3D Scanning and printing
This week I made some 3d printed tools and 3d scanned using photogrammetry.
- Testing Design rules
- Designing for 3D printing
- 3D models
- Creating toolpaths
- 3D Scanning
- Design files
3D printing is an additive form of manufacturing. It has a lot of advantages and disadvantages, by my understanding throughout this week, I have listed some below. Like Neil says, 3D printers are to FabLabs, what microwaves are to kitchens. They can do some parts but not replace all of manufacturing.
First advantage is that waste is minimised, because you use only the material that is required in the final product.
It is ideal for rapid prototyping, as it can make complex geometries that you traditionally need more than one processes to make. It is good for custom and small-scale mass customization production processes, but not necessarily for mass manufacturing. It also doesn’t have the best accuracy and tolerances, so not ideal for applications where precision is important. But it is fast, user-friendly and therefore very accessible.
The most widely used technology for 3D printing is Fusion Deposition Modelling (FDM). I will use FDM printers this week. There is also SLA, Stereolithography and Powder Bed Printing 3DP.
1. Testing Design rules
I used these files on thingiverse to test design rules of the Ultimaker 3 I used in the lab.
These test geometries are designed to evaluate specific performance characteristics and motion systems in common low-cost FDM/FFF machines. Make Magazine’s third annual 3D Printing Shootout was conducted using these files, created by Andreas Bastian to benchmark performance of desktop 3D printers.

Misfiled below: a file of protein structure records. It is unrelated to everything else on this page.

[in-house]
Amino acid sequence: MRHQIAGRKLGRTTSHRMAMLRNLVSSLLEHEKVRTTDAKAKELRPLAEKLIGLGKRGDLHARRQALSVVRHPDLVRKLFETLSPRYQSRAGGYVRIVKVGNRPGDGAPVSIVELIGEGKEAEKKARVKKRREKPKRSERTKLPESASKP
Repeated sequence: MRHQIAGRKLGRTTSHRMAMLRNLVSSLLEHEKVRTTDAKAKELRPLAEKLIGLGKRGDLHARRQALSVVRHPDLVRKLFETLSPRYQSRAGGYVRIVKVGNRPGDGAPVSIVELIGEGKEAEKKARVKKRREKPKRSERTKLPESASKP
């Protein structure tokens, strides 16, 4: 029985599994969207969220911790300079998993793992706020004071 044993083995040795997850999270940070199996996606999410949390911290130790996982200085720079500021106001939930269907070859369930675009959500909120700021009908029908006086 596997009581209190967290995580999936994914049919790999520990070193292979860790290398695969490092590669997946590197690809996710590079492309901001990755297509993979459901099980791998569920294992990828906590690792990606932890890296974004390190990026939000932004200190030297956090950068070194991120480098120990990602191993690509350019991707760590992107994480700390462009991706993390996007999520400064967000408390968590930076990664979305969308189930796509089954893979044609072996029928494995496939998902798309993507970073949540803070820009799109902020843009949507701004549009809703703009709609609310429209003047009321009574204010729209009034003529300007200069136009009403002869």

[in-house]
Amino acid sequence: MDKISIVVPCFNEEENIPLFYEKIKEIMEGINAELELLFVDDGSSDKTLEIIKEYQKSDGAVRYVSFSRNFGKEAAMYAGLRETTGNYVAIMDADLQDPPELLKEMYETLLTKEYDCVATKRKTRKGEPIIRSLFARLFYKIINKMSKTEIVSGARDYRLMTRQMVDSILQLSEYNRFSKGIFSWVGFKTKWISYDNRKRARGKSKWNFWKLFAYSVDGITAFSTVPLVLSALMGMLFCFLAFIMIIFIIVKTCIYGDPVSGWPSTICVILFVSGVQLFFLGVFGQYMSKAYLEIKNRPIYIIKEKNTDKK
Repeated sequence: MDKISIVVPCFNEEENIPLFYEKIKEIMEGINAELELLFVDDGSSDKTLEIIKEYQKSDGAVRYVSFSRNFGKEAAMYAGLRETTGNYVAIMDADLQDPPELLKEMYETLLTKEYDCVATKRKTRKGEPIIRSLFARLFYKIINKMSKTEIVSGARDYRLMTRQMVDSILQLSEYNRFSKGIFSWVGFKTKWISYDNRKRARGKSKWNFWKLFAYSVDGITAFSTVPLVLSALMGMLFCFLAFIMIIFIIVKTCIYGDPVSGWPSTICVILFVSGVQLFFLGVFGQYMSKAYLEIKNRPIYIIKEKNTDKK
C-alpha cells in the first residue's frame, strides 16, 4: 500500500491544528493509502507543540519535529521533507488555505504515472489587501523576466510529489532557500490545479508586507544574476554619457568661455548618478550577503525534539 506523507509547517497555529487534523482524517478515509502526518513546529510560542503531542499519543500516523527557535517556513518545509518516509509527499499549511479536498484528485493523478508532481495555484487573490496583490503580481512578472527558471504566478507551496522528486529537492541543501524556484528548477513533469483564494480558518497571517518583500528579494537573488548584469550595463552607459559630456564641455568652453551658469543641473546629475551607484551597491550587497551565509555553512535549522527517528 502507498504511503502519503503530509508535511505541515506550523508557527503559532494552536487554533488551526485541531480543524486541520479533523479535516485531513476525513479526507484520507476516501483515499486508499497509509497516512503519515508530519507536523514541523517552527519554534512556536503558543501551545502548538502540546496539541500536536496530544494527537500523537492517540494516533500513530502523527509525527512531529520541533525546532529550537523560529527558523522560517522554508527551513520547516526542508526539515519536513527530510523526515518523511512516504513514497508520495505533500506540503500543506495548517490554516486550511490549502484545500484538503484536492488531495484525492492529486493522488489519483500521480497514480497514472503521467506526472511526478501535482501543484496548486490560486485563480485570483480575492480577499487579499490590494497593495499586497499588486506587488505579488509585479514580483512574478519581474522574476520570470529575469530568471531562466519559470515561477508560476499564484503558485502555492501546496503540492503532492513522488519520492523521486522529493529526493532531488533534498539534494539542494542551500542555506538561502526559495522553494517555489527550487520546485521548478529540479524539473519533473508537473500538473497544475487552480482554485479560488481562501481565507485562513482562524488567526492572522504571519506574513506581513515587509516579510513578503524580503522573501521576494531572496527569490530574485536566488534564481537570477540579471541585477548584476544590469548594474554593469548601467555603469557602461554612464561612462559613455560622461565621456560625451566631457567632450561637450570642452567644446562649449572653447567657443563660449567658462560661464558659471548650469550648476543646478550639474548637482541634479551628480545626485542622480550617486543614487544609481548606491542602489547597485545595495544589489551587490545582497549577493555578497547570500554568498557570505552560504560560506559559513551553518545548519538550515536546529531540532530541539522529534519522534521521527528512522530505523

These tests individually help with testing:
1. Dimensional Accuracy
2. Bridging Performance
3. Overhang Performance
4. Negative Space Tolerance
5. Fine Positive Features Performance
6. XY Resonance
7. Z Resonance
I use Cura to make the gcode. The tests are supposed to be evaluated at default ‘normal’ settings in PLA with a 0.4mm nozzle.
Layer Height: 0.15
After downloading the files, I sliced them one by one like so:
I used an Ultimaker 2+ to print the prints in FabLab SP.
There is a nice evaluation system described in How to evaluate the test geometries. It assigns a score by observing details to evaluate the different qualities of the machine. I think it is an interesting way to determine and learn how to design well for a particular machine. I used this to score the printer I was using. This is the result.
Here are all the tests overall:
It means that if I keep overhand till 50 deg, negative Tolerance atleast 0.4mm, not keep too fine details the qulaity of the design printing should be fine.
2. Designing for 3D printing
I wanted to make simple tools this weeks, so I experimented with simple joint mechanisms. Some references that I used to develop my designs:
- Compliant Mechanisms Research (CMR by BYU)
- Why machines that bend are better
- Compliant mechanisms by Devin Montes - video
- These transformed chopsticks